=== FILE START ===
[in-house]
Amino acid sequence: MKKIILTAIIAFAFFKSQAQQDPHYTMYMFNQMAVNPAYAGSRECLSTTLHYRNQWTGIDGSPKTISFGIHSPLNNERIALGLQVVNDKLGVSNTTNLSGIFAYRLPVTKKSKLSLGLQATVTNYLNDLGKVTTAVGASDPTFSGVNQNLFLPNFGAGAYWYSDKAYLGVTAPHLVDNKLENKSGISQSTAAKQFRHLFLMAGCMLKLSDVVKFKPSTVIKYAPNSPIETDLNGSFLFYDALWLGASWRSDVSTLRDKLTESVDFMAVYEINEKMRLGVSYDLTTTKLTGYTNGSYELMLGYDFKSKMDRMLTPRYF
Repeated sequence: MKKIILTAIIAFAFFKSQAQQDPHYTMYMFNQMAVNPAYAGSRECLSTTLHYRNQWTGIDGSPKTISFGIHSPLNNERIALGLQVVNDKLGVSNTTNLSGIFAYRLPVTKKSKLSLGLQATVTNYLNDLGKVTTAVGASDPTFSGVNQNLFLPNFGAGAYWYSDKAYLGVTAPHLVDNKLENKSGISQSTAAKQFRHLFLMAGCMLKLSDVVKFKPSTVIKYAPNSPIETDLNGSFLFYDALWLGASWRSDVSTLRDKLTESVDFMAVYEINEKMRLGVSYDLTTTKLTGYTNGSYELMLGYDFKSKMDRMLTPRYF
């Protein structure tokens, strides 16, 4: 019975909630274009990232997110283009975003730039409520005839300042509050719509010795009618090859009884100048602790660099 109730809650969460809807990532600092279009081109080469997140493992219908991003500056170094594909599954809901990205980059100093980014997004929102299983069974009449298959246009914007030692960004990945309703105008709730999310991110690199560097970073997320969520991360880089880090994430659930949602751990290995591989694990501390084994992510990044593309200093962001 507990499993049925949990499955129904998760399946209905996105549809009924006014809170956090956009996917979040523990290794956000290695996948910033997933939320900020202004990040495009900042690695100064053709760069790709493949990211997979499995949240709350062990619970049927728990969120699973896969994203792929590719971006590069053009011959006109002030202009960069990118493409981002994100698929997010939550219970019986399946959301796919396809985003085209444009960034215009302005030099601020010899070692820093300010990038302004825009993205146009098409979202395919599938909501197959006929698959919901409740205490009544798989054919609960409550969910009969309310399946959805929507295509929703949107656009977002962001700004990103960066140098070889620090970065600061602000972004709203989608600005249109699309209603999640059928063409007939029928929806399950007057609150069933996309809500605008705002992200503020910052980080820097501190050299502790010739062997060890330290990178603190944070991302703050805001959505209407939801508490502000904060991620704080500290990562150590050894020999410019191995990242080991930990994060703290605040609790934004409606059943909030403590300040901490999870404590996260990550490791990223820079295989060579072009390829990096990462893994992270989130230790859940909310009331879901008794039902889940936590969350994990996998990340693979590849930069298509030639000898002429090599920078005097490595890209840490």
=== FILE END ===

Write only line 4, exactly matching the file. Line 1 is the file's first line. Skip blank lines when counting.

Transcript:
């Protein structure tokens, strides 16, 4: 019975909630274009990232997110283009975003730039409520005839300042509050719509010795009618090859009884100048602790660099 109730809650969460809807990532600092279009081109080469997140493992219908991003500056170094594909599954809901990205980059100093980014997004929102299983069974009449298959246009914007030692960004990945309703105008709730999310991110690199560097970073997320969520991360880089880090994430659930949602751990290995591989694990501390084994992510990044593309200093962001 507990499993049925949990499955129904998760399946209905996105549809009924006014809170956090956009996917979040523990290794956000290695996948910033997933939320900020202004990040495009900042690695100064053709760069790709493949990211997979499995949240709350062990619970049927728990969120699973896969994203792929590719971006590069053009011959006109002030202009960069990118493409981002994100698929997010939550219970019986399946959301796919396809985003085209444009960034215009302005030099601020010899070692820093300010990038302004825009993205146009098409979202395919599938909501197959006929698959919901409740205490009544798989054919609960409550969910009969309310399946959805929507295509929703949107656009977002962001700004990103960066140098070889620090970065600061602000972004709203989608600005249109699309209603999640059928063409007939029928929806399950007057609150069933996309809500605008705002992200503020910052980080820097501190050299502790010739062997060890330290990178603190944070991302703050805001959505209407939801508490502000904060991620704080500290990562150590050894020999410019191995990242080991930990994060703290605040609790934004409606059943909030403590300040901490999870404590996260990550490791990223820079295989060579072009390829990096990462893994992270989130230790859940909310009331879901008794039902889940936590969350994990996998990340693979590849930069298509030639000898002429090599920078005097490595890209840490």